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Fényes, H., & Mohácsi, M.2019Labour market and human capital. Theory and practice. [Munkaerőpiac és emberi tőke. Elmélet és gyakorlat]DebrecenDebreceni Egyetemi Kiado

Labour market and human capital. Many sciences and many researchers deal with these two concepts, but the interpretations do not always interweave clearly because the aspects and methodologies of disciplines are different. This contradiction was dissolved by the book of Hajnalka Fényes and Márta Mohácsi. They have been able to present economic theories and results in a way that is useful and comprehensible to all interested parties. I share the opinion of the volume’s reviewer that the work of the authors is a necessary and niche creation. This deficiency could not have been eliminated without the authors’ extensive cross-disciplinary knowledge, as their research area lies on the frontiers of economics, sociology and educational sciences, and the following disciplines are well illustrated in the book.

The authors attempted to introduce the fundamentals of labour economics and human capital theory, as well as some applications of the human capital model. The volume is divided into four chapters, the first three of which provide an overview of the most important theoretical background of the labour market and human capital while the fourth chapter presents the results of an empirical study. The book is based on solid theoretical foundations, as evidenced by over one hundred references in the literature. Although most of the results are based on domestic research, the processed literature provides a more than adequate and sufficient basis for understanding the theoretical background, as the major international results have also been presented.

In the title of the volume, there are two concepts that the authors could have explained thoroughly and clearly. The first section of the book deals with labour market concepts, with particular references, especially the neoclassical labour market model and the development of human capital theory. The second part introduces the basic model of human capital theory. The definition of capital is rooted in economics, in this case, and the capital was defined as an economic instrument or money that can be accumulated and invested (Pusztai 2015). However, in the 19th century, it appeared not only in economics but also in social sciences (Pusztai 2009). The concept of capital has been extended to human capital, which refers to an individual’s knowledge, skills and expertise (Farkas 2013). In the second chapter, besides getting acquainted with the elaboration of the economic concept of human capital and its different theoretical approaches, we also face the criticisms of the human capital model. An essential point of human capital analysis is the fit between the labour market and education. Some previous research results have shown that the income of women and ethnic minorities are lower. Chapter 3 introduces the educational and labour market characteristics of women and gipsies, as well as the labour market situation of people with different educational qualifications.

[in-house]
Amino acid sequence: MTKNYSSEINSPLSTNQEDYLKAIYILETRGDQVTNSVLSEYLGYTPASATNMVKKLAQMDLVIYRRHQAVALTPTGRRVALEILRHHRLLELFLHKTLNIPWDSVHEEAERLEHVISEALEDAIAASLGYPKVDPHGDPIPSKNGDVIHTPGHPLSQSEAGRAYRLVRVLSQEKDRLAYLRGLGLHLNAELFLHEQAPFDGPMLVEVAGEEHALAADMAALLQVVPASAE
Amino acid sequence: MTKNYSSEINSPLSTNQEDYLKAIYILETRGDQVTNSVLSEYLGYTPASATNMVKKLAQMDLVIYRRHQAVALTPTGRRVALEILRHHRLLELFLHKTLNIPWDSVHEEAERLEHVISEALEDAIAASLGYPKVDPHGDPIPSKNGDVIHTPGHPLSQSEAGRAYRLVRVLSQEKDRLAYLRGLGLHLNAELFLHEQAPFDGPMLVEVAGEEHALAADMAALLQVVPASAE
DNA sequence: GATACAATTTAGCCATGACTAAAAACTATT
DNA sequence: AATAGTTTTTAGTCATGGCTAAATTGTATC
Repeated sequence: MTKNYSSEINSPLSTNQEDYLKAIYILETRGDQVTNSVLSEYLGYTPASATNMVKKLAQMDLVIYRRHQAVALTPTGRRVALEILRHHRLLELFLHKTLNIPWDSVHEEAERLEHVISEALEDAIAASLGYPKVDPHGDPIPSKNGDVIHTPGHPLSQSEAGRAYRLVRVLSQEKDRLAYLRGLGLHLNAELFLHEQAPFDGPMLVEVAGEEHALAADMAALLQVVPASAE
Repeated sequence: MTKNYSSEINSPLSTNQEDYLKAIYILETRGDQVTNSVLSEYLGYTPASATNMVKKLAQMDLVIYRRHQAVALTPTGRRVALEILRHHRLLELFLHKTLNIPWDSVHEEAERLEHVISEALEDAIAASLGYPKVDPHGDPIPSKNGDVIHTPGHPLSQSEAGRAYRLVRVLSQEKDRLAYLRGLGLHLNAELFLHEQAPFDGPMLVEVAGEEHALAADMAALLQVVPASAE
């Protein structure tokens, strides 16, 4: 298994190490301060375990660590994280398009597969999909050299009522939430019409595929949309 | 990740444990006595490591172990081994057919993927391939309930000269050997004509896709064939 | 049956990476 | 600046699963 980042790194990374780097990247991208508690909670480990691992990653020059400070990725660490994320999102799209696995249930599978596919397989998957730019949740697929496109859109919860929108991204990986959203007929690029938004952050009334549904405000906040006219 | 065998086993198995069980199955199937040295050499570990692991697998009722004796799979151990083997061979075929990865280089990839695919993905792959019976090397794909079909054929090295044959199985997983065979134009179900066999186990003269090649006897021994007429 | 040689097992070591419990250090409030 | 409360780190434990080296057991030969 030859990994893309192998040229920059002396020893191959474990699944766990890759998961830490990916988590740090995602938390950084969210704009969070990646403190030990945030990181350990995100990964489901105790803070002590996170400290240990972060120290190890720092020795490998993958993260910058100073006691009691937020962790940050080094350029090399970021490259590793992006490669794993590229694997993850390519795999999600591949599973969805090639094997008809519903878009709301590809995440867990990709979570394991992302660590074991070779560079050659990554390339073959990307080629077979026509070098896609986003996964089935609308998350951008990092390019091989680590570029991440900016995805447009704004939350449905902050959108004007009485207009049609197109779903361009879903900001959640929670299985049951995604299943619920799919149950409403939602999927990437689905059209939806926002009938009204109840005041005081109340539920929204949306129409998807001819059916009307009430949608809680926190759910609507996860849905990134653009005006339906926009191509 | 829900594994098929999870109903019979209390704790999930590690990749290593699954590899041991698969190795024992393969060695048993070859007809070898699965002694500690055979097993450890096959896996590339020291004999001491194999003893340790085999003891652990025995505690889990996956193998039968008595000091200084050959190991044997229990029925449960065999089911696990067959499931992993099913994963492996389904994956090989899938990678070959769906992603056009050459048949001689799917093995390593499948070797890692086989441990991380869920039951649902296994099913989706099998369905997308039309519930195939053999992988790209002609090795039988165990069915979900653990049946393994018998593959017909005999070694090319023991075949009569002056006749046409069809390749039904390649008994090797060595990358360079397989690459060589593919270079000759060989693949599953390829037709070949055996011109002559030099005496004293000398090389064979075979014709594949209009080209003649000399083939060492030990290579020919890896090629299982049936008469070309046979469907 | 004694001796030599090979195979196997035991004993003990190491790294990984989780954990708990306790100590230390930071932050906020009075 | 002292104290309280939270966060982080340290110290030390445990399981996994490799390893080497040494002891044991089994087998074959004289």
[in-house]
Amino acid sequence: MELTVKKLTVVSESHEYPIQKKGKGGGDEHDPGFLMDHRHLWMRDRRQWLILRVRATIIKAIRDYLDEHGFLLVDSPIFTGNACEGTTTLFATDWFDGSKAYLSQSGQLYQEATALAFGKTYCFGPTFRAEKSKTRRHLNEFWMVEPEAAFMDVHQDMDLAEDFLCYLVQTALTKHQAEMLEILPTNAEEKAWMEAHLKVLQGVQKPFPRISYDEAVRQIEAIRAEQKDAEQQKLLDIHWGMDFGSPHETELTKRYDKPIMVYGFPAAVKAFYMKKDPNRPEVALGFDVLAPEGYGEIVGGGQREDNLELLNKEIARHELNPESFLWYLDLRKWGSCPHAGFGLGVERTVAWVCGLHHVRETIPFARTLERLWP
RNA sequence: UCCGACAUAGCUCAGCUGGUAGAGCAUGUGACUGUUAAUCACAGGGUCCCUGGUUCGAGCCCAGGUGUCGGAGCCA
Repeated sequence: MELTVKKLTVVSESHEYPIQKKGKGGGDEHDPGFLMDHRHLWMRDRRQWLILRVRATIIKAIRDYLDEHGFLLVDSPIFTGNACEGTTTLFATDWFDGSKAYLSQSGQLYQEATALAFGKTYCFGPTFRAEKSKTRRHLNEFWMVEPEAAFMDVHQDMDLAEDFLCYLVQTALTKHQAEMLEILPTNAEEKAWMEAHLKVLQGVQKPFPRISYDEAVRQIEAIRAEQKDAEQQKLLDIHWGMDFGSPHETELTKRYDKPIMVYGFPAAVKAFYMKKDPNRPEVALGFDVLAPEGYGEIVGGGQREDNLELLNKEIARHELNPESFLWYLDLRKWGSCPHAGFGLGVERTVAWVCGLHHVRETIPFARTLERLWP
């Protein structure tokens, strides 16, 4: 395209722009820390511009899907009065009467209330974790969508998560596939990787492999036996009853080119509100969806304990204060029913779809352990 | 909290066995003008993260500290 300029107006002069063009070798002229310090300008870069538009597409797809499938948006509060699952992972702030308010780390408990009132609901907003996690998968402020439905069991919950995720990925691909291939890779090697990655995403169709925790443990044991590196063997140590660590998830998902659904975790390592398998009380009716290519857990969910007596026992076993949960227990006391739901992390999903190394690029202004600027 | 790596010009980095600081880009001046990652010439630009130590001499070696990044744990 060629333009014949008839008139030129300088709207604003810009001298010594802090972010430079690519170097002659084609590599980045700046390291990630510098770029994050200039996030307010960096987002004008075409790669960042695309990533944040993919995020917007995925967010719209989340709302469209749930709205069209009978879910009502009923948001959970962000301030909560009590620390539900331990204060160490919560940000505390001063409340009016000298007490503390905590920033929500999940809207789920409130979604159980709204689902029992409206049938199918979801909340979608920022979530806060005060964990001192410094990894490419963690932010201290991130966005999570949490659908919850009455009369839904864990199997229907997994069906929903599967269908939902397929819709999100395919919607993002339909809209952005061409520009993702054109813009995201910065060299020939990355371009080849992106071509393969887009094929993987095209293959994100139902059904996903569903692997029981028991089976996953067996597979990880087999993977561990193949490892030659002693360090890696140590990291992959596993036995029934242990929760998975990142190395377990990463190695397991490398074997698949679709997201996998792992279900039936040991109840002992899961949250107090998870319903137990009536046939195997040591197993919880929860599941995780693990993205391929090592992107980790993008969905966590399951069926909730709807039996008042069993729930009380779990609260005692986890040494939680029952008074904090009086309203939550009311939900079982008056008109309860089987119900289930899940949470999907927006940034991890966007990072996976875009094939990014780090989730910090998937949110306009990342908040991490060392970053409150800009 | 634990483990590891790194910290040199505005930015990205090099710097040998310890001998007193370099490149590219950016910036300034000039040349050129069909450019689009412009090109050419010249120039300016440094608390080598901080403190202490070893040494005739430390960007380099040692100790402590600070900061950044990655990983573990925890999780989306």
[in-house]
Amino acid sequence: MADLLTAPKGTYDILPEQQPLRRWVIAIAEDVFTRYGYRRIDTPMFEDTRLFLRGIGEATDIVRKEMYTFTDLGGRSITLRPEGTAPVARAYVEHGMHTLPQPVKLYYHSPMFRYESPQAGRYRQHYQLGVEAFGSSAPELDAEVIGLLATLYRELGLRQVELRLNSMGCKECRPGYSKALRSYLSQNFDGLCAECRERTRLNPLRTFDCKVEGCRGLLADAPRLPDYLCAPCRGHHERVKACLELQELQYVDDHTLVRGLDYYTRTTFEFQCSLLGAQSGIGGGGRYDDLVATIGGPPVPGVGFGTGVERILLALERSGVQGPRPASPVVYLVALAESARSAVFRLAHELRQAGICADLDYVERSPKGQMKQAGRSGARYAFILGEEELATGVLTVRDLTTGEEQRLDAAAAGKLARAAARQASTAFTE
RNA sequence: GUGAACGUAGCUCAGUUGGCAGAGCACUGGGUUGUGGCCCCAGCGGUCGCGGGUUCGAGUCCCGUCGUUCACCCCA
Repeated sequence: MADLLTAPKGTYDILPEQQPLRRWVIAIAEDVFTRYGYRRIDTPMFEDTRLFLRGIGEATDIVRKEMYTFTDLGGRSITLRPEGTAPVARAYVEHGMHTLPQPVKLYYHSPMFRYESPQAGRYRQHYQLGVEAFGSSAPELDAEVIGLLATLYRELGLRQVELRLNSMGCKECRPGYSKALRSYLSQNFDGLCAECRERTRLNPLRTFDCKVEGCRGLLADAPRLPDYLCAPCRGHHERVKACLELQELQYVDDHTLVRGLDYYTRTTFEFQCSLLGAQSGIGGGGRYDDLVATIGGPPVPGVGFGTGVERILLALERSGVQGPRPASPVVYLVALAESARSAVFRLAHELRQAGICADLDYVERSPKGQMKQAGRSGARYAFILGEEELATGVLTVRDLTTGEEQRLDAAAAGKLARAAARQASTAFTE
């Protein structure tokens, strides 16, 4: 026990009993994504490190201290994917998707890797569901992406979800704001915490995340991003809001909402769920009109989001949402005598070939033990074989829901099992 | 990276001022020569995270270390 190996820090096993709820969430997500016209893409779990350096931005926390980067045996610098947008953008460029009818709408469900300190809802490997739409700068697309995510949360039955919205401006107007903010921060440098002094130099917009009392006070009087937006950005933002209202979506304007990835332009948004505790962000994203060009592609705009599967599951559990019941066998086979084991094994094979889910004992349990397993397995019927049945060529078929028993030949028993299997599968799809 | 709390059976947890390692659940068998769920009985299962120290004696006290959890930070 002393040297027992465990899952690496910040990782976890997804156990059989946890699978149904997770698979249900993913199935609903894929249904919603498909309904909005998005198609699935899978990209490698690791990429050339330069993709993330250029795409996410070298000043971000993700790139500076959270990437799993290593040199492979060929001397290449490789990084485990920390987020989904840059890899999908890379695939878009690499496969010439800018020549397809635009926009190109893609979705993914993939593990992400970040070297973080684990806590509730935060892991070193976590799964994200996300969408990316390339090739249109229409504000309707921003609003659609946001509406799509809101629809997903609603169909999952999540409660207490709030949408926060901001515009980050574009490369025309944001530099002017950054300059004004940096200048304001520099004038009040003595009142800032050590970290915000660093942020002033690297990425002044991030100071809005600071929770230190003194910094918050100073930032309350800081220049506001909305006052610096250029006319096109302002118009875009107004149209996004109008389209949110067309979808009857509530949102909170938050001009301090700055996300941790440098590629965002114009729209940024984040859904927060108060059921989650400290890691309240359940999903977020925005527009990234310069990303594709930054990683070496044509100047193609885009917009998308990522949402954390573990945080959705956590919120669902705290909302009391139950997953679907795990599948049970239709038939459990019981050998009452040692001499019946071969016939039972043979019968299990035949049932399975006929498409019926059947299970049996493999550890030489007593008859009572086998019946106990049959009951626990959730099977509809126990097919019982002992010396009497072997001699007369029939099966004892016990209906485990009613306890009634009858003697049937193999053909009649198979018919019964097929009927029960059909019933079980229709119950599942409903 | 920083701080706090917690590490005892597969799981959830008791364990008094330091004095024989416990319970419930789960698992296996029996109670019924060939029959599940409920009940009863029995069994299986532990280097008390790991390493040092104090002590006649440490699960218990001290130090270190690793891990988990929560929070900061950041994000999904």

The first three chapters provide the appropriate theoretical basis for the book, and one particularly valuable chapter was born from this background. This is the last section of the volume, which entitled: Further education, student employment and voluntary work as the investment in human capital. The voluntary and paid employment of higher education students are increasing. The study-related work can be an investment, whether volunteering or paid work. The study-related activity can provide benefits for students which will bring them a significant advantage after graduating and entering the labour market. However, several research points out that working during studies can also motivate students to interrupt their studies and choose the labour market and employment (Markos, 2014; Markos, Kocsis, & Dusa, 2019; Masevičiūtė, Šaukeckienė, & Ozolinčiūtė, 2018). In this chapter, they examined the motivation of higher education students to pursue further education and student employment based on the theory of human capital, in the IESA database (Institutional Effects on Student Achievement In Higher Education, N = 1792). The research question is how big are the influences of the later financial return, more accessible to work, and gaining a recognized job in deciding between further education and student employment. The research was based on Bourdieu’s theory of capital types, of which capital conversion is an essential element. Authors believe that capital conversion can also be typical of further education, volunteering and paid work. While students are working, they can gain social and cultural capital. Then they can transform their acquired social and cultural capital into economic capital by gaining a favourable job. In addition, study-related paid work can be an investment in human capital, especially when they are motivated to gain professional experience and increasing cultural and social capital. They assume that further education, volunteering and paid work are related to students’ social background, gender and age. During the analysis, they used a variety of well-chosen statistical methods such as cross-table analysis, variance analysis, factor and cluster analysis and linear regression analysis. The analysis pointed out that some of the most important goals of further education are knowledge acquisition, more accessible workplace, career advancement, followed by high income and networking. On the basis of the ten motivations, four clusters were created: the capitalist (gaining economic, cultural and social), the capitalist under family pressure, the primary cultural capitalist, and the strong financial and professional cluster. Firstly, the gender distribution of the clusters was examined, but in this perspective, no significant difference was found. Contrary to expectations, men and women are equally motivated by financial goals. Furthermore, examining students’ social backgrounds, they found that the cluster - increasing all three types of capital- have less financial hardships while those who would like to raise their cultural capital are more likely to have financial problems. According to the authors, these students are not aware of the financial benefits of obtaining a higher education degree. Moreover, in that cluster of those raising capital under the pressure of the family, parents had higher educational qualifications who could have encouraged their children to continue their education and to raise capital. Furthermore, the cluster of strong financial and professional endeavours was characterized by the lowest subjective material self-rating, so those who have a lower subjective material position would like to earn well.